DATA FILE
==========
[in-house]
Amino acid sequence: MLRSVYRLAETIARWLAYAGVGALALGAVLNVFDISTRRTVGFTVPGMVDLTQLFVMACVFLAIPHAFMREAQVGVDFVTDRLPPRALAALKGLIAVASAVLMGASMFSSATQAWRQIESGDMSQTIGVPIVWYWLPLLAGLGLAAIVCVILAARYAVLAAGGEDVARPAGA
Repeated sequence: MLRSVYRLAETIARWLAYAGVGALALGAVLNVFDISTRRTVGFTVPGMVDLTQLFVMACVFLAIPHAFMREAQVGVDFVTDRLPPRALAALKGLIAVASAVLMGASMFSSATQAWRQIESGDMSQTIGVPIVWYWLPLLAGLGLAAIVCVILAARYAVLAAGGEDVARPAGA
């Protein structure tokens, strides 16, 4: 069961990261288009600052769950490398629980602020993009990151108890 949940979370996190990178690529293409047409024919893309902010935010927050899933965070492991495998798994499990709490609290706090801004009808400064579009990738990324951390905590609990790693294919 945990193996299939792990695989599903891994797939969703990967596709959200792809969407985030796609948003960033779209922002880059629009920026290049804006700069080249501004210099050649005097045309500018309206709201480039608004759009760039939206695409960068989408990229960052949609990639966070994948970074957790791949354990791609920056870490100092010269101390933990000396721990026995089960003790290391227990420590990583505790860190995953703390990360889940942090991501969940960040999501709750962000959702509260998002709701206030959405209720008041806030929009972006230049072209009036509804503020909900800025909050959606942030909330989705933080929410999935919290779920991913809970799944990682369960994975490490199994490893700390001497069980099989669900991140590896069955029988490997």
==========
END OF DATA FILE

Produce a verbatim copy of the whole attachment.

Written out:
[in-house]
Amino acid sequence: MLRSVYRLAETIARWLAYAGVGALALGAVLNVFDISTRRTVGFTVPGMVDLTQLFVMACVFLAIPHAFMREAQVGVDFVTDRLPPRALAALKGLIAVASAVLMGASMFSSATQAWRQIESGDMSQTIGVPIVWYWLPLLAGLGLAAIVCVILAARYAVLAAGGEDVARPAGA
Repeated sequence: MLRSVYRLAETIARWLAYAGVGALALGAVLNVFDISTRRTVGFTVPGMVDLTQLFVMACVFLAIPHAFMREAQVGVDFVTDRLPPRALAALKGLIAVASAVLMGASMFSSATQAWRQIESGDMSQTIGVPIVWYWLPLLAGLGLAAIVCVILAARYAVLAAGGEDVARPAGA
């Protein structure tokens, strides 16, 4: 069961990261288009600052769950490398629980602020993009990151108890 949940979370996190990178690529293409047409024919893309902010935010927050899933965070492991495998798994499990709490609290706090801004009808400064579009990738990324951390905590609990790693294919 945990193996299939792990695989599903891994797939969703990967596709959200792809969407985030796609948003960033779209922002880059629009920026290049804006700069080249501004210099050649005097045309500018309206709201480039608004759009760039939206695409960068989408990229960052949609990639966070994948970074957790791949354990791609920056870490100092010269101390933990000396721990026995089960003790290391227990420590990583505790860190995953703390990360889940942090991501969940960040999501709750962000959702509260998002709701206030959405209720008041806030929009972006230049072209009036509804503020909900800025909050959606942030909330989705933080929410999935919290779920991913809970799944990682369960994975490490199994490893700390001497069980099989669900991140590896069955029988490997």